Qin Nan, the chief executive of a Beijing-based manufacturer, needs to borrow at least Rmb5m ($740,000) to expand production of his company’s air purifiers and air conditioners. But because his company lacks an equivalent amount of collateral in property and other assets, Chinese banks were willing to lend only Rmb2m.

[…]

Mr Qin’s grievances, which he recently aired on social media, are increasingly common among private sector companies in the world’s second-largest economy, which have been hit by a squeeze on lending as Beijing has worked to reduce the economy’s dependence on debt-fuelled stimulus. If their complaints are not addressed, the consequences could be disastrous for Chinese officials as they try to avoid a precipitous deceleration in economic growth, which last year slowed to a 28-year low of 6.6 per cent, according to data released on Monday.

Interestingly, according to data cited by the article, “non-state companies” (including foreign-invested enterprises) received only 11% of new loans issued by the official banks in 2016, despite accounting for more than half of total economic output. (Private sector firms received 52% of new loans in 2012.) More fodder for the great debate about how much of China’s economy is really private.

More:

Mr Xi and Mr Liu [the vice-premier] appear to have underestimated both US President Donald Trump’s willingness to launch an all all-out trade war with China, which has sapped investor and private-sector investment, and also their ability to force the country’s state-controlled banking sector to direct more lending to non-state companies.

Also worth bearing in mind:

Yes, China’s 6.6% growth in 2018 is its slowest in nearly 3 decades. But given the size of its economy, that represents about $1.2trn of additional demand, nearly twice as much as it generated with 14% growth in 2007.

(And yes, we should take official figures with a big pinch of salt. And yes, China faces big downside risks. But it is worth taking a moment to look past the growth rate at the fact that, within a decade, we’ve gone from talking about a $4trn economy to a roughly $13trn economy.)

Here’s another angle on it:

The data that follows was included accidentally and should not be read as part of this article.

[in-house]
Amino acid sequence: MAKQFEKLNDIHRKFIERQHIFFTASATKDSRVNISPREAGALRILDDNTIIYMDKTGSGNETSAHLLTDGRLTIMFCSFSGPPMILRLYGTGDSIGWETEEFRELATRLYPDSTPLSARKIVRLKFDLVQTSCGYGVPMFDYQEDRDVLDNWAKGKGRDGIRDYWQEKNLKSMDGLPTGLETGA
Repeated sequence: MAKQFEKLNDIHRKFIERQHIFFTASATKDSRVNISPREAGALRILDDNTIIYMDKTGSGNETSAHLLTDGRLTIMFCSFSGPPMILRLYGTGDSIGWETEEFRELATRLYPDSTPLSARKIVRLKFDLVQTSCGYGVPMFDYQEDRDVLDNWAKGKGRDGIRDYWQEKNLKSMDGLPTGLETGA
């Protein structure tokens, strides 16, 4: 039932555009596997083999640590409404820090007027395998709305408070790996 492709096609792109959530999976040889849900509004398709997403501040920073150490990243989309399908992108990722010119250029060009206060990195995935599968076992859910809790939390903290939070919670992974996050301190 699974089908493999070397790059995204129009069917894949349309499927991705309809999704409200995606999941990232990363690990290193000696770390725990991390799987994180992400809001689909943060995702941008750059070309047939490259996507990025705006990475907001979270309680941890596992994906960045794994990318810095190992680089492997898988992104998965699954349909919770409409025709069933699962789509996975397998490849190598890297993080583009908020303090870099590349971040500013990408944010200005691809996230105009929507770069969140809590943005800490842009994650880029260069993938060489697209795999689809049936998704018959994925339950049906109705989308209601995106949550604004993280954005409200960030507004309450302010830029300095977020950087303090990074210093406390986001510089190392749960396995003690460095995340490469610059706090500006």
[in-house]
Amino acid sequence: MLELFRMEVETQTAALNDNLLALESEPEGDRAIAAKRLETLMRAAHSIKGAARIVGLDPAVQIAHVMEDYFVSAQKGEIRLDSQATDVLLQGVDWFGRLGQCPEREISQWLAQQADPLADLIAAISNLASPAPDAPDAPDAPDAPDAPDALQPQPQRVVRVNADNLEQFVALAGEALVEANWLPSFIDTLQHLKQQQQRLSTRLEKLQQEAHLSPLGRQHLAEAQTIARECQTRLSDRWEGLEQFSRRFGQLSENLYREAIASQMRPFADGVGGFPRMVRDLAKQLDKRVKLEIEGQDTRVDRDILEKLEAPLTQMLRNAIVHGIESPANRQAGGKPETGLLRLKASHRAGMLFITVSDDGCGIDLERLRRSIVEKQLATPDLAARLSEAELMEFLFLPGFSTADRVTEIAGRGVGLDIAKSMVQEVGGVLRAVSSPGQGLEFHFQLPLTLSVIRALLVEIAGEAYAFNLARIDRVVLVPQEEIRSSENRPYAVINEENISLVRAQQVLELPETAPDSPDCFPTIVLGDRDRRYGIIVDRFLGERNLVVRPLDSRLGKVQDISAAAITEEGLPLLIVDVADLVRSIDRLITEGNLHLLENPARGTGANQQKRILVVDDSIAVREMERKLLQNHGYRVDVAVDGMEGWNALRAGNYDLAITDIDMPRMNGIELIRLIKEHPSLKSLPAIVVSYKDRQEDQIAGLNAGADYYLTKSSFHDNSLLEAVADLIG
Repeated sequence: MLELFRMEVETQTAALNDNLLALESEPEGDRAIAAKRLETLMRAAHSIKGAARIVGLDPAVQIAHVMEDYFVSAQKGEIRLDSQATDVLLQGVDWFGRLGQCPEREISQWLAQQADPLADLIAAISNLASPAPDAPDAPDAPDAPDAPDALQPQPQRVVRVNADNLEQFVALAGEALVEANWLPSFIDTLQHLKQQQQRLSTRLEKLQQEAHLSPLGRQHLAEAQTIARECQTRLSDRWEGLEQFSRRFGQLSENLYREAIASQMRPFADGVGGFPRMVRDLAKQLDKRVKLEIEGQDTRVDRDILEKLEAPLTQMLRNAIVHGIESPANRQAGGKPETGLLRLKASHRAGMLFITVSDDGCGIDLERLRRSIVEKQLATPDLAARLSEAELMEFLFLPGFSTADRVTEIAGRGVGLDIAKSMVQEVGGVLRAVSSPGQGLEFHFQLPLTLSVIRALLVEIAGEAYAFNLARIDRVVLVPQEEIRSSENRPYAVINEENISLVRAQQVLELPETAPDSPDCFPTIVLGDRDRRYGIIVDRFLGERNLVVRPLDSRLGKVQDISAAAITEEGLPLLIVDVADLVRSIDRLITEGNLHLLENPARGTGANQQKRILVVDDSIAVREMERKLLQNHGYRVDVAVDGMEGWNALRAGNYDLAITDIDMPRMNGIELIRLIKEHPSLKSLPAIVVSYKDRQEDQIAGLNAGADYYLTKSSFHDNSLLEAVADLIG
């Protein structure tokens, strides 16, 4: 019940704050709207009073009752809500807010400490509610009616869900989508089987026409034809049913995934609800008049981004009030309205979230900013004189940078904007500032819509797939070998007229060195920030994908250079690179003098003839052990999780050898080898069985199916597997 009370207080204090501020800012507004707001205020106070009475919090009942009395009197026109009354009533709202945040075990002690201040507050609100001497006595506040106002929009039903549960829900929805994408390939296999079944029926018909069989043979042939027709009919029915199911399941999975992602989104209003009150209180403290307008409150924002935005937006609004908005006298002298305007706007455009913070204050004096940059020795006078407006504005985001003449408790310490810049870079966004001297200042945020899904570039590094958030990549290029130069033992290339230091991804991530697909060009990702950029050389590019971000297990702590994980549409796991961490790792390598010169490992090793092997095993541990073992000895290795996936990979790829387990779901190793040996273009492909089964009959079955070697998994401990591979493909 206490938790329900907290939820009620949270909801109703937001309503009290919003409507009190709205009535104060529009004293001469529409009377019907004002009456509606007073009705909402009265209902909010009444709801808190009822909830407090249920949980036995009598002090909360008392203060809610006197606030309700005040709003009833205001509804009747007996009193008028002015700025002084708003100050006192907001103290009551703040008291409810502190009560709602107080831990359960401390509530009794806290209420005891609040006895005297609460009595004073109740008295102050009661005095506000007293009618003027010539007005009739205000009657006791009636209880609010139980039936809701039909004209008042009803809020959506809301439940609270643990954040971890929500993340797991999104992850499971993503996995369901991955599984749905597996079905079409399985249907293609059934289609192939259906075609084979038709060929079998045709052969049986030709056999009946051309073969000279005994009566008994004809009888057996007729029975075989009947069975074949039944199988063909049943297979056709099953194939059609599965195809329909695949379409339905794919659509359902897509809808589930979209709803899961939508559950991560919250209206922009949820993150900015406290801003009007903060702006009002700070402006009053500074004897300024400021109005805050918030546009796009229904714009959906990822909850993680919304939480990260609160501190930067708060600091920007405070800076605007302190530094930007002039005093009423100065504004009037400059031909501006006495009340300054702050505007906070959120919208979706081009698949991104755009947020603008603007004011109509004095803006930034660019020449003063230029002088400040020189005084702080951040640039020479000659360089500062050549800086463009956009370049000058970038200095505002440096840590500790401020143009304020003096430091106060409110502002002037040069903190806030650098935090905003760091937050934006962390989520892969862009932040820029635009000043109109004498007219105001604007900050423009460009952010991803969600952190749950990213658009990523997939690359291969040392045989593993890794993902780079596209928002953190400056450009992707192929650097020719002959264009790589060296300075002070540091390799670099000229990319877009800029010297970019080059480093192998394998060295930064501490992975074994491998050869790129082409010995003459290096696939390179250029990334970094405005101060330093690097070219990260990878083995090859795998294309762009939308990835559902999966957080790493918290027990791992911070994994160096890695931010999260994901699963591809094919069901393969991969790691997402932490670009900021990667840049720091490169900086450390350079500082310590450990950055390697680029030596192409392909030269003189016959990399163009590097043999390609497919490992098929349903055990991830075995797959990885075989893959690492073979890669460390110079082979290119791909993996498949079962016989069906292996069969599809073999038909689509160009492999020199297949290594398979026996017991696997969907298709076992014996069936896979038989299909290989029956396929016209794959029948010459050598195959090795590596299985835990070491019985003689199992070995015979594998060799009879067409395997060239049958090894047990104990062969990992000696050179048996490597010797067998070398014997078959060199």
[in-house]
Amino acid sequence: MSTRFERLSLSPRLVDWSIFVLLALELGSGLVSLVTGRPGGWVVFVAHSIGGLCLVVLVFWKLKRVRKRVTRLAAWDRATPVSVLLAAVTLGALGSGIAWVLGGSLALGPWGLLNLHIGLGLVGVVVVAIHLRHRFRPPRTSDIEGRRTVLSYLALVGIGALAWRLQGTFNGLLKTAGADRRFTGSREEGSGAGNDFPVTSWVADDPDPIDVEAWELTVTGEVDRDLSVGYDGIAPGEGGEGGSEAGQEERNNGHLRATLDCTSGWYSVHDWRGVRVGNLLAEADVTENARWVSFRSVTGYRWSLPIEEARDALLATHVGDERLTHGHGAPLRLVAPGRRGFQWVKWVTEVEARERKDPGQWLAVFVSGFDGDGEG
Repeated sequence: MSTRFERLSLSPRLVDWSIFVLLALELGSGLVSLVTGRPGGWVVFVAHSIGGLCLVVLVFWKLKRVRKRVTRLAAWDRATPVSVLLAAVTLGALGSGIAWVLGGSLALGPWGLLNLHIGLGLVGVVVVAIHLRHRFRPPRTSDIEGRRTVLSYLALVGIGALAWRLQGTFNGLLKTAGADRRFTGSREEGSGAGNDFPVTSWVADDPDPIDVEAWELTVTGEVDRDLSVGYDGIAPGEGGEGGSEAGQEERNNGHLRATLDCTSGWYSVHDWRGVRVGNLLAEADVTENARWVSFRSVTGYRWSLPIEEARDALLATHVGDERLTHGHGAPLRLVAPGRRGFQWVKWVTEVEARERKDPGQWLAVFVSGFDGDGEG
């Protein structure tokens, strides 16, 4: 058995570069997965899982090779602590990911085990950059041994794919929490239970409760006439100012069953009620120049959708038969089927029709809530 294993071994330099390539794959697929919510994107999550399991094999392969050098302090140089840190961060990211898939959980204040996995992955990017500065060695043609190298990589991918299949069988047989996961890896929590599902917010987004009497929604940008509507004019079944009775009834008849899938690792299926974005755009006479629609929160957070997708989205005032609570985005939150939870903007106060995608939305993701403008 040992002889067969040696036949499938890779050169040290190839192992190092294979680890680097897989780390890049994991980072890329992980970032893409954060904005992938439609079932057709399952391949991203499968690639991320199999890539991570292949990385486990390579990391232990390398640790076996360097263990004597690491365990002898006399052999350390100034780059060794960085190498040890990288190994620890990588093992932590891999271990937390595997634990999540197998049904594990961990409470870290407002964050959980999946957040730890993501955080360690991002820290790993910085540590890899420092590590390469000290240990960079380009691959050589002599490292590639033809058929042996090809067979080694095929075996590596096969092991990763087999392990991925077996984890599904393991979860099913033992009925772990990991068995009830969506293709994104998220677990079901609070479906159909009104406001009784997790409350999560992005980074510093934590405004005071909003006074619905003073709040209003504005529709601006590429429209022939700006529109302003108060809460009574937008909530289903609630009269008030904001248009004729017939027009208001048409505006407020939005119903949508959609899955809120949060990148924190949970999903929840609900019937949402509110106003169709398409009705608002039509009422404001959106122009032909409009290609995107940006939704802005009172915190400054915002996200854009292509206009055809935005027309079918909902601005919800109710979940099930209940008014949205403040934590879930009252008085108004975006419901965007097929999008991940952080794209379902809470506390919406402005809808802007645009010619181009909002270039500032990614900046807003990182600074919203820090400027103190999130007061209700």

China GDP growth global comparison

US wants China to show it the money

Wang Jisi Peking University

From David Cowhig’s Translation Blog, this is a good interview with a Chinese academic regarding the increasingly contentious state of US-China relations. Wang Jisi is Dean of the School of International Studies at Peking University. While I don’t necessarily agree with all of his points, he has a very calm and measured perspective on things that I find refreshing:

Zhao Lingmin: Why does Trump want to launch a trade war against China? Is it to hurt China?

Wang Jisi: My understanding is that American entrepreneurs still do not want to withdraw from China. They think they can make a lot of money in China. After all, the Chinese market is big, and in the past 30 or 40 years, some very strong path dependencies have been created – how can such a big and complex supply chain simply move somewhere else? There are not many places to choose from. For the present, these enterprises are opportunistic. They say that they want to exert pressure on China on the US government. On the other hand, they say to China that if you give me preferential policies, I will not leave. I think there are still many American companies see things that way. They have a wait-and-see attitude.

Their feelings about China are complex. On the one hand, they are very dissatisfied with various restrictive policies. On the other hand, they also realize that China is not the only country with these restrictions. Many many developing countries have similar restrictions. If you move your company to Egypt, don’t you think that the Egyptian government will regulate you? When they think about it, China is still good a good place to be. They can make money here. Therefore, they think that they should exert pressure on the Chinese government to continue with reform and open up some more industrial sectors to foreign investment.